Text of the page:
Agile development teams seem to appreciate the value of having standup meetings. They are easily adopted by teams.
Unfortunately, I can’t say the same thing about Agile Retrospectives.
One of the common problems that I’ve noticed is the lack of discipline with retrospectives, especially when it comes to defining and following up on action items.
It seems that retrospectives are being done to ceremoniously comply with the requisite of doing so rather than looking to establish a continuous improvement process. That’s when “retrospective fatigue” kicks in. That’s quickly followed by comments, like, “What is the point of doing this? Nothing is going to change anyways.” Is this your case? Here you'll learn how to make the most out of Agile Retrospectives. You can also read our post: "Overcoming reluctance towards Retrospectives."
You Might Be Too Busy to Improve
Based on what I’ve seen in the different projects I’ve participated in, and from other experts, some reasons are:
- Retrospectives are the only thing that holds back the excitement to begin planning new stuff. Everyone wants to get into a new iteration ASAP.
- There is no leadership.
- There are more complainers than doers.
- “Someone else must solve this.”
- No concrete action items are defined during the retrospective.
- Action items are hard to keep track of (and spreadsheets suck).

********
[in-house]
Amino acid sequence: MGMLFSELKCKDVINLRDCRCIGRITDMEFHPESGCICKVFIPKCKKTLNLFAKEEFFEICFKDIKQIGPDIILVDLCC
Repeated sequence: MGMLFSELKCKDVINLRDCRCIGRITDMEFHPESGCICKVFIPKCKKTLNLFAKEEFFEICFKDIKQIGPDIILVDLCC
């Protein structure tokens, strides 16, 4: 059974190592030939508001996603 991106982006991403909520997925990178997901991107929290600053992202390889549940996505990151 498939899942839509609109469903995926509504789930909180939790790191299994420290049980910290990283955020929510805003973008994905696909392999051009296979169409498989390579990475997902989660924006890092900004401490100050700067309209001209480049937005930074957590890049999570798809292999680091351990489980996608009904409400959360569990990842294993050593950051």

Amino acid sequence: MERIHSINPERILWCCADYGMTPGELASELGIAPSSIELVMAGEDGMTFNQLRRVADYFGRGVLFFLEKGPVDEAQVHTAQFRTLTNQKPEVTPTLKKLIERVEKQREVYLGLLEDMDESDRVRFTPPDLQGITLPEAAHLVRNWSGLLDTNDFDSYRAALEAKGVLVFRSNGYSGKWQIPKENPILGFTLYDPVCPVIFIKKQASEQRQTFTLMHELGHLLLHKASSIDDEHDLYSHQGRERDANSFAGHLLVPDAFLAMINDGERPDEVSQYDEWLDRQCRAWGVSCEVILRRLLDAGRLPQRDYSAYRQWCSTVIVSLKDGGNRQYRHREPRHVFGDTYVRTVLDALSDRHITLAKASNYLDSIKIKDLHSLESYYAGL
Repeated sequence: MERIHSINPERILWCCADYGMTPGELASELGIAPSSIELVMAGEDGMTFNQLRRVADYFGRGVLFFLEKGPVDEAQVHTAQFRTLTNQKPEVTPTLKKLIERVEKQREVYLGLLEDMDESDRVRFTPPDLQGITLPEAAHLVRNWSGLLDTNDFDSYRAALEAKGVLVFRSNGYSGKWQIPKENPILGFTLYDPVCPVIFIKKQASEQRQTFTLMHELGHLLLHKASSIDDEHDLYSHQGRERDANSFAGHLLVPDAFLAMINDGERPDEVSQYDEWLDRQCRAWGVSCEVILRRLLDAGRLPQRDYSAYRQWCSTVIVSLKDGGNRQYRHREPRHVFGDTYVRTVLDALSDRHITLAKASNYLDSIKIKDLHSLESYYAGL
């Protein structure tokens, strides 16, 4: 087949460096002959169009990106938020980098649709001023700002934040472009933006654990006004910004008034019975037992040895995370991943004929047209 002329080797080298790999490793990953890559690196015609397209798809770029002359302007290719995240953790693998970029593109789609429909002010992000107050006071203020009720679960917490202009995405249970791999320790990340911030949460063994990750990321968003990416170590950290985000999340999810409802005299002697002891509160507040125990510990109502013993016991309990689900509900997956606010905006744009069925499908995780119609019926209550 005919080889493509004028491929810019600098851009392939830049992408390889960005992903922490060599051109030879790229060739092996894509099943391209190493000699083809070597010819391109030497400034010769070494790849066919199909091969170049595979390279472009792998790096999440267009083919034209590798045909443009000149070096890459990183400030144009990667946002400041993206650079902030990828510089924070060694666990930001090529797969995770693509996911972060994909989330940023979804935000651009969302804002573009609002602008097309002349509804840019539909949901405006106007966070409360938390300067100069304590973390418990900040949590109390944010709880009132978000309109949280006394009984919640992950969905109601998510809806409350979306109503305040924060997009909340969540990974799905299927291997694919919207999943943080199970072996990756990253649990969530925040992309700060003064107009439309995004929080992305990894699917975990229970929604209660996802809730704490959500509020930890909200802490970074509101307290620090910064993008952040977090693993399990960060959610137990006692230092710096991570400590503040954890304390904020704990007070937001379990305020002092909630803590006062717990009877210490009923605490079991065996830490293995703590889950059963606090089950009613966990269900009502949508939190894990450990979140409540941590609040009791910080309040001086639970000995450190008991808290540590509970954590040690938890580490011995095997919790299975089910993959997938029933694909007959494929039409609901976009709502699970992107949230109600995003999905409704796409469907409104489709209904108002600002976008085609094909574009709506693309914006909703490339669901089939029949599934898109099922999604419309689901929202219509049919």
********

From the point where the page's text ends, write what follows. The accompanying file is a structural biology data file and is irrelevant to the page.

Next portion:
- Everybody is busy and action items are forgotten.
How to Implement Retrospectives
- Evangelize the retrospective process, make sure it is important to the team.
- Agile process simulation games help teams understand the value of retrospectives, especially the Ballpoint Game.
- Show the results of action items and share them with the team as soon as they are solved.
- Define owners and due dates for action items. Otherwise, no one will be responsible.
- Have action item owners share status during daily meetings as if they were User Stories.
- Start each retrospective by looking at the action items that came out of the last one.
What Can We Learn from Retrospectives?
- They are really simple to do.
- They help the team improve and get better results. Dev teams feel backed up and supported.
- Helps the team solve problems and improve themselves.
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